Safari School Rhino Crash

Jan Leeming

Shoreham 2007

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Me looking brave before taking to the air (and the wing) of the plane. Wow, it was cold !! But the whole experience was totally exhilarating.



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Computers and the internet are amazing things. One of my concerns with putting together this site was that it could remain current, yet with all my travelling I've often much to say, but little time to say it. Years ago when reading the news it would take me days on end to reply to the kind letters people sent. Now, with the magic of the modern age, I can keep you up to date with what I'm doing and other events in my life.

Safari School - Rhino Crash!

Date: 13th June 2006

A Rhino walk was scheduled for after lunch but the wind was very changeable and we were held up for a while during which time the Rangers had to decide whether or not to go ahead. Eventually we did. I had expected to get much closer than we did but it was quite exciting. There were about seven in the Rhino Crash. Then we found out what all the uncertainty had been about in the morning - it was an on/off situation as to whether we'd witness the notching of a rhino's ear. This is for identification and you'd hardly think anyone would steal a rhino but as they are worth around £40,000, it is worth doing.

Eventually, it was decided that the conditions were favourable and the notching would go ahead. We met the vet who would be conducting the 'operation' and he told us all about the sedation etc. It is quite amazing that a huge animal like a rhino only requires the same amount of sedation as a human being. We watched as he prepared the 'dart' containing the sedative and loaded it with distilled water to give the dart weight. He also had ampoules of anti-sedative.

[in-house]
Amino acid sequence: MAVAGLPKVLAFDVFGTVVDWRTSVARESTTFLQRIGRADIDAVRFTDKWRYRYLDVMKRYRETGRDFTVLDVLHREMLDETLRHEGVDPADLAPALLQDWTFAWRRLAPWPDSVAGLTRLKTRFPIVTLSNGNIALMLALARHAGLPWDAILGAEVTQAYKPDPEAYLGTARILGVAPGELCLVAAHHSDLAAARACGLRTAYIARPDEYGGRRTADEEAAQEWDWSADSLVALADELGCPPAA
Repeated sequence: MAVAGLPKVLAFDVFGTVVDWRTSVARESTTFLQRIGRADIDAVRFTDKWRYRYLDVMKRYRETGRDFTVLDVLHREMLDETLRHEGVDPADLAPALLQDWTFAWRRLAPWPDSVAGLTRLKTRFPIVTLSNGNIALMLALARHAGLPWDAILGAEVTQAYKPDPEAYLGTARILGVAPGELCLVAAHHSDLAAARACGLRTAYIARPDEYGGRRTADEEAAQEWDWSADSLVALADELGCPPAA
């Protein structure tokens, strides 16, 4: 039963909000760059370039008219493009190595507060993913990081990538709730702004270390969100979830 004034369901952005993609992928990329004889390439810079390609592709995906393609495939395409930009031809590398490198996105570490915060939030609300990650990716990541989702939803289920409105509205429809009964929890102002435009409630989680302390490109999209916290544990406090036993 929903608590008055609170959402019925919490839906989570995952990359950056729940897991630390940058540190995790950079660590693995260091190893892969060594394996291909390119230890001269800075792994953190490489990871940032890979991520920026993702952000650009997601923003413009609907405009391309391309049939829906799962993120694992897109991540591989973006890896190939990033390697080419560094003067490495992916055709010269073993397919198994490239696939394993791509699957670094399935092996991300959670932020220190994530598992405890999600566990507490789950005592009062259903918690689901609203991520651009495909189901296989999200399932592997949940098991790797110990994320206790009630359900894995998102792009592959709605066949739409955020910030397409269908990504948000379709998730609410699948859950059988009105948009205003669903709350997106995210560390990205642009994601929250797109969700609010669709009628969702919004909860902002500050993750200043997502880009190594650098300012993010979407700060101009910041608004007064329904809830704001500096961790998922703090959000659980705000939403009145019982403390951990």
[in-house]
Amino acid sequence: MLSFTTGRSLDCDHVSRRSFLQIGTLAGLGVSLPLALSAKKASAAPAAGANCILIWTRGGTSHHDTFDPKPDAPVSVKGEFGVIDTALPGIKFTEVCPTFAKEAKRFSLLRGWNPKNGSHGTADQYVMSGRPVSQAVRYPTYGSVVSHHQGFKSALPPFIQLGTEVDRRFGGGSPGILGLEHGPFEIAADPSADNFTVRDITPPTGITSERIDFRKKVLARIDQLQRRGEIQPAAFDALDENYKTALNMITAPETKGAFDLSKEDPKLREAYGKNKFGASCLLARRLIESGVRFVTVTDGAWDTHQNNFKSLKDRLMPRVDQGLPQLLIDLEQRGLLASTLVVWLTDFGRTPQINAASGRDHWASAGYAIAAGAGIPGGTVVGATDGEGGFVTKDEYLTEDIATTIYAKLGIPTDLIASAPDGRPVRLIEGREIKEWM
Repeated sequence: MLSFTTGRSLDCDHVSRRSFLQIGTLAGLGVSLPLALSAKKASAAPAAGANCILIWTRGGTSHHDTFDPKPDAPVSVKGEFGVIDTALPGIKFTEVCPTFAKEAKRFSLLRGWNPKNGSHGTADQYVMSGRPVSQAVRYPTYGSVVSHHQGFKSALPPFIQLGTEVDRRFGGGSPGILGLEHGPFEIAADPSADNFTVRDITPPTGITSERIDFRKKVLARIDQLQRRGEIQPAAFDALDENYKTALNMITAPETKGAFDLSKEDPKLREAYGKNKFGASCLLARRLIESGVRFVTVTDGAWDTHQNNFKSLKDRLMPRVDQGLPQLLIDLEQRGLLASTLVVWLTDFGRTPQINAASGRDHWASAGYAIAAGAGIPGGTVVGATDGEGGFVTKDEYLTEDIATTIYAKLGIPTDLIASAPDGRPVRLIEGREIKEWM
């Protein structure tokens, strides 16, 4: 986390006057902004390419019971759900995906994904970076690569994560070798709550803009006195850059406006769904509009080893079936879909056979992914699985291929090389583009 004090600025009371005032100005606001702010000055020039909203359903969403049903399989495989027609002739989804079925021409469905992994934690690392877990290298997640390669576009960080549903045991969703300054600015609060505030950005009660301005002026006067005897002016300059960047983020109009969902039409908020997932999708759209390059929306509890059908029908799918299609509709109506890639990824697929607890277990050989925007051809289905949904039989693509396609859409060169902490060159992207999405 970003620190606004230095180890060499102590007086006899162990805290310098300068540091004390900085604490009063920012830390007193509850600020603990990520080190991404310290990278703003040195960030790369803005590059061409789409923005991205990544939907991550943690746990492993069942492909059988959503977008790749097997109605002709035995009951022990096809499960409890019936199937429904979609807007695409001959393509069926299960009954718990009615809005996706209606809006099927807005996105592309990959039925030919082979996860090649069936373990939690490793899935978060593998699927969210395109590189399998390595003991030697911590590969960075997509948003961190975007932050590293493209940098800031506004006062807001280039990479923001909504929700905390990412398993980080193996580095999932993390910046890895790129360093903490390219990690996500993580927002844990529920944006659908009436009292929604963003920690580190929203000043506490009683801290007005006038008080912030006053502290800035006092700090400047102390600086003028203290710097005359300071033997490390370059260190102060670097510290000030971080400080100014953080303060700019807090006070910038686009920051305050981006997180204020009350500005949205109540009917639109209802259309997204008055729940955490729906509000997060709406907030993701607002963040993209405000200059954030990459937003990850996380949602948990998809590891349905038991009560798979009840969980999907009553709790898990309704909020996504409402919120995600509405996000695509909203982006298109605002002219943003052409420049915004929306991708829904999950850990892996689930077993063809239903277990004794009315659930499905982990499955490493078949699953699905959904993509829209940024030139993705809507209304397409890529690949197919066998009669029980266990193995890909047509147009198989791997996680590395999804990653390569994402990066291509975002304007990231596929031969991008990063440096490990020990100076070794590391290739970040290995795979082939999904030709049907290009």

I was fortunate enough to be in the truck with the vet. We were to notch the ear of a young bull rhino who was grazing with one other. We approached in such a way that the vet could get a good shot into the shoulder of the animal. It surprised me that, though our shadow was passing over them, the two rhino continued grazing. After the shot, the two startled animals started to run. They ran for a short distance and then stood back to back - thus giving themselves a larger area of cover against danger. Eventually the one which had been sedated started to walk as if with a goose - step. It took just over 13 minutes for him to fall down. His mate was concerned and had to be driven off with the vehicle. The vet ordered us off the truck and as I was closest he gave me a huge pad of cotton wool and told me to stuff it into the rhino's ears. Although the animal was sedated, he wasn't out cold so to cut off his hearing and his sight was the kindest thing to do. His breath was very raspy - rather like an asthmatic and I found myself stroking his forehead and shushing him like one would to a baby. I'd never liked rhino - finding them quite ugly creatures - but that little experience changed forever my feelings towards them.

We hung around until the rhino was back on his feet - shakily - but back on his feet and happily rejoined by his pal. It was a very moving experience, Graham spoke to me and with the beauty of the sunset, and the experience with the rhino, I found I had tears running down my face. They were tears of happiness not anything else. It was a gorgeous sunset as we made our way back to the Lodge and I so wished - for the umpteenth time, that I'd had my camera with me.

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